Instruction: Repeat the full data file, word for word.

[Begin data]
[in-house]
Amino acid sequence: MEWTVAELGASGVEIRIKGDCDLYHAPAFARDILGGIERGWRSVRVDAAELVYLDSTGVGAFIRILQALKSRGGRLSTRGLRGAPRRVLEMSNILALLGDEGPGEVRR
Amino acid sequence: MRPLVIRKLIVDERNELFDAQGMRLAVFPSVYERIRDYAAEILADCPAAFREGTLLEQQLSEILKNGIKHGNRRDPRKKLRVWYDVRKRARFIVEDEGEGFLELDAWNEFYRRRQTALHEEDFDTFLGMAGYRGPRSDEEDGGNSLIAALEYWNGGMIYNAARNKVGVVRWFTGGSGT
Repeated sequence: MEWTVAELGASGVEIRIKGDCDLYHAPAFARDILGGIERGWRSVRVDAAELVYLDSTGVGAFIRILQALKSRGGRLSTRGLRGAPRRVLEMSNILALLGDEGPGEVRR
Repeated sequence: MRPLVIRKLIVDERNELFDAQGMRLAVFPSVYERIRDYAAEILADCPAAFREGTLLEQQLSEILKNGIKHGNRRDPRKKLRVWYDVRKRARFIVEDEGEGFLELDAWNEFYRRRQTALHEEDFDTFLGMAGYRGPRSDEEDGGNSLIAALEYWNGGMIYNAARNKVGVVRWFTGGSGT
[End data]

[in-house]
Amino acid sequence: MEWTVAELGASGVEIRIKGDCDLYHAPAFARDILGGIERGWRSVRVDAAELVYLDSTGVGAFIRILQALKSRGGRLSTRGLRGAPRRVLEMSNILALLGDEGPGEVRR
Amino acid sequence: MRPLVIRKLIVDERNELFDAQGMRLAVFPSVYERIRDYAAEILADCPAAFREGTLLEQQLSEILKNGIKHGNRRDPRKKLRVWYDVRKRARFIVEDEGEGFLELDAWNEFYRRRQTALHEEDFDTFLGMAGYRGPRSDEEDGGNSLIAALEYWNGGMIYNAARNKVGVVRWFTGGSGT
Repeated sequence: MEWTVAELGASGVEIRIKGDCDLYHAPAFARDILGGIERGWRSVRVDAAELVYLDSTGVGAFIRILQALKSRGGRLSTRGLRGAPRRVLEMSNILALLGDEGPGEVRR
Repeated sequence: MRPLVIRKLIVDERNELFDAQGMRLAVFPSVYERIRDYAAEILADCPAAFREGTLLEQQLSEILKNGIKHGNRRDPRKKLRVWYDVRKRARFIVEDEGEGFLELDAWNEFYRRRQTALHEEDFDTFLGMAGYRGPRSDEEDGGNSLIAALEYWNGGMIYNAARNKVGVVRWFTGGSGT